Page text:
Quite alot has gone on since the last update, including my involvement in a major motorcycle crash =/

First, the new steel rack I made

And here I am working away in the workshop

The workshop nice and quiet

Compelling piece of evidence showing why you should wear safety gloves! This was from my angle grinder with a cut-off blade, that would have made a pretty serious cut without the textile and leather of the glove. In this case, it did not even break the skin.

I spent a good deal of time modifying my V-Strom preparing for a trip to Chicago form Connecticut, about 1,000 miles.

Here is the V-Strom with a laptop/GPS tank mounted touch screen and the two Givi side cases, and a tall Givi Windscreen

The V-Strom ready for the trip, including now a Givi Top case with integrated brake lights, among many other modifications

Not more than an hour later, and less than 100 miles - this happened

I T-Boned a car doing about 30mph at an intersection, I hit the car so hard it rotated about 90 degrees. My V-Strom stopped dead, it did not flip over the car, which luckily was a low sedan and not an SUV. I was thrown over the car getting a perpexling set of injuries, I was pretty badly bruised but nothing was broken. I had quite alot of safety gear on, and hit my head hard enough to lose conscioussness. I don't even recall the actual accident. My safety gear helped alot, and my modifications did as well (I think the added seat cushion prevented more serious injuries, and the tank bag acted like a hard air bag, absorbing some kinetic energy.) I've been riding for almost 8 years and have never even dropped my bike, and the circumstances of this accident were extra ordinary - so I do not consider this a testament to motorcycling being unsafe. Within two weeks I had collected my insurance check and got another V-Strom, though this time it was the 1,000 CC version =) It took about 3 weeks to be mostly back to normal, and now about 6 weeks later I still have a sore knee and ankle.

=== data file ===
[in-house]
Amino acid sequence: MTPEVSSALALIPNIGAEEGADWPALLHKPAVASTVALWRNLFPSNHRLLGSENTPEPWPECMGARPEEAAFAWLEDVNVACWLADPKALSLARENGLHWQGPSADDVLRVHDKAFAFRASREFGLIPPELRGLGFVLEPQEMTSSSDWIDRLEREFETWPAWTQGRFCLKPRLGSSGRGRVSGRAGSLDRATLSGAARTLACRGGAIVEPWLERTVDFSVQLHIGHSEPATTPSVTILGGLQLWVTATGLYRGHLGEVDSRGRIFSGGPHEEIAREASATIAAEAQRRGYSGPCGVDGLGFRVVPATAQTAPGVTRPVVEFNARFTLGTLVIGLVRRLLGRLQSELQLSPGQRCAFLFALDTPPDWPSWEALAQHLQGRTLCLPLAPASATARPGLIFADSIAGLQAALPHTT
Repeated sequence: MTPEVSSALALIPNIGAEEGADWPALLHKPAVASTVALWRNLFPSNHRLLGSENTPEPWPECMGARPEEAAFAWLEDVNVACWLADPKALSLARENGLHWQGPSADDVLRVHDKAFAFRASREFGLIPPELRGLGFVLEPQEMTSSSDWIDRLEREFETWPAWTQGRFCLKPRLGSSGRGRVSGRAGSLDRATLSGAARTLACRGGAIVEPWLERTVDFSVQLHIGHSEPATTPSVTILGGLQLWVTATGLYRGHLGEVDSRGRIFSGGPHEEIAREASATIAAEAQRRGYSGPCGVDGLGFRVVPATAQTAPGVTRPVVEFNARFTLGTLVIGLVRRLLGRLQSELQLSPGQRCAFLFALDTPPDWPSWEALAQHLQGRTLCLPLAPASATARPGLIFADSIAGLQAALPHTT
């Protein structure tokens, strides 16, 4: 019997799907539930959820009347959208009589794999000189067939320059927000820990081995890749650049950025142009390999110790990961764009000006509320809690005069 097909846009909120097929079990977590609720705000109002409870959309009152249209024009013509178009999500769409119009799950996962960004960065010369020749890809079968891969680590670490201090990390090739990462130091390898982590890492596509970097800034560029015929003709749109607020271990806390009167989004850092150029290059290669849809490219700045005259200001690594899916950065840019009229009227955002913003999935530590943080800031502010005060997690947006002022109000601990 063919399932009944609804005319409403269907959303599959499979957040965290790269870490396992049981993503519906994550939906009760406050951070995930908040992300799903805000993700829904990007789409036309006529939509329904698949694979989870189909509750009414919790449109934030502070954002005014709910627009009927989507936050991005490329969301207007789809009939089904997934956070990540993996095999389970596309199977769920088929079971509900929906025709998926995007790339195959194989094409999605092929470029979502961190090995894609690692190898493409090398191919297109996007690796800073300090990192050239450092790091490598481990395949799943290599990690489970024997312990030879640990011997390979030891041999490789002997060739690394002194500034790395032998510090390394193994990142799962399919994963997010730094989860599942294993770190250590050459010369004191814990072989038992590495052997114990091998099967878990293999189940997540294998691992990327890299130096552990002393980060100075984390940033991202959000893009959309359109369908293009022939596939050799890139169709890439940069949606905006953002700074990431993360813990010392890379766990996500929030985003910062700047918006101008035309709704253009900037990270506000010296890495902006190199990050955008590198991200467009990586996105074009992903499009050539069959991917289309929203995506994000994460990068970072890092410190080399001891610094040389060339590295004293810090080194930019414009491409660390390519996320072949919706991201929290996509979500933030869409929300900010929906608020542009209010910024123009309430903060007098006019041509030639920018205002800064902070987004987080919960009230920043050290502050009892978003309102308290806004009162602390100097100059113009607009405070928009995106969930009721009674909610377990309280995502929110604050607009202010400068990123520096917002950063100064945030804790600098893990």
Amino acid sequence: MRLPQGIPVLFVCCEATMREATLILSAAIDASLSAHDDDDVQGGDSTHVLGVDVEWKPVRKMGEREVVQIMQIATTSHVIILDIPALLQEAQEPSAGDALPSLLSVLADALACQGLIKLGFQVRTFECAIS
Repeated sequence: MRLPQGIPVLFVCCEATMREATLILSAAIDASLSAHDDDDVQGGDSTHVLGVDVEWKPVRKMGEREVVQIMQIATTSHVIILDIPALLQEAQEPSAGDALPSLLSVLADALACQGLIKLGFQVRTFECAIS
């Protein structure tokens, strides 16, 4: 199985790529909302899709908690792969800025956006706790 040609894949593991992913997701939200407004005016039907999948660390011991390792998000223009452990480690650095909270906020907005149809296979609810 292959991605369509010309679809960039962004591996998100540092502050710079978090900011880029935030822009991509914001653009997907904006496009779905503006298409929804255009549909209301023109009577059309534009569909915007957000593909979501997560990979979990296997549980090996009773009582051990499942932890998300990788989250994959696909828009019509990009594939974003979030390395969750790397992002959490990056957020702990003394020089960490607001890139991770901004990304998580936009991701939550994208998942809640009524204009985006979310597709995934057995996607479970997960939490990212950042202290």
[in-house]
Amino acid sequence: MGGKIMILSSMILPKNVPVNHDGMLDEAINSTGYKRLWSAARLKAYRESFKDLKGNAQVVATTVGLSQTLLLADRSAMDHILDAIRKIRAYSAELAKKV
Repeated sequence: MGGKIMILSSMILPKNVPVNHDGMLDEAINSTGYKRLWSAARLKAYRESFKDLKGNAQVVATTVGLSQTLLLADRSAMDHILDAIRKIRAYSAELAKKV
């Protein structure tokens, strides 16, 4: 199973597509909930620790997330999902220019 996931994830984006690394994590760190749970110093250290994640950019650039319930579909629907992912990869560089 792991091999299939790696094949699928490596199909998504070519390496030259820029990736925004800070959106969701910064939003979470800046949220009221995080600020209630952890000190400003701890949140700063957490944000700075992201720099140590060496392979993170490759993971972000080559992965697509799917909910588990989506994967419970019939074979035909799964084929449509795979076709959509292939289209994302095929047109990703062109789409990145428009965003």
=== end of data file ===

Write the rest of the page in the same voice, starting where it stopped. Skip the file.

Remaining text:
Anyway, back to the Akira Bike project!

The previous entry detailed the construction of the two spindle mounts, in this entry, I worked on the two opposing hub mounts.

The Blue parts are the spindle mounts, the Red are the opposing hubs completed in this update.

First, I had to cast the new hubs, and first was the smaller of the two.

Here is the Kiln in operation


And here is a video of the pour


The result of the pour, I make these parts oversize and then machine them down to the final specs


After some cleaning

Machining commences

Still more machining, now on the lathe


boring out the inside of the hub mount on the lathe

Checking to see if spindle fits snugly in the mount. I am using a large diameter spindle for reasons you will see later in the build


A closeup of the internal boring


Video of lathing action



The finished hub mount, beautiful!


Now onto the large hub, this was the largest piece I've cast yet, and I needed someones help to pour two full crucibles simaltaneously

Getting ready for the milling machine...uh, that's not gonna fit on my rotary table. Time to improvise


A large square aluminum plate comes in handy, makred and ready for milling, this will become a larger mount for the rotary table.

Milling starts


A LOOOONG time later. Hours. You can only mill small fractions of an inch at a time.


Finally the whole disc is cut out.

Now onto the grooves so I can bolt clamps to whatever part I may be working on

HOURS later. Two grooves. Thats enough for now. Now I see why I need to get a power feed mechanism ... or an assistant.


Ready to start on the hub


An assistant! Many thanks to Nick for helping out.

Turning the hub on the lathe, just barely fits.


Boring the interior of the hub

A closeup of the outer edge. Not great, but sufficient.

See the next update for the actual rear wheel mounting.

A current progress image...

- Back to Status - To Next Update -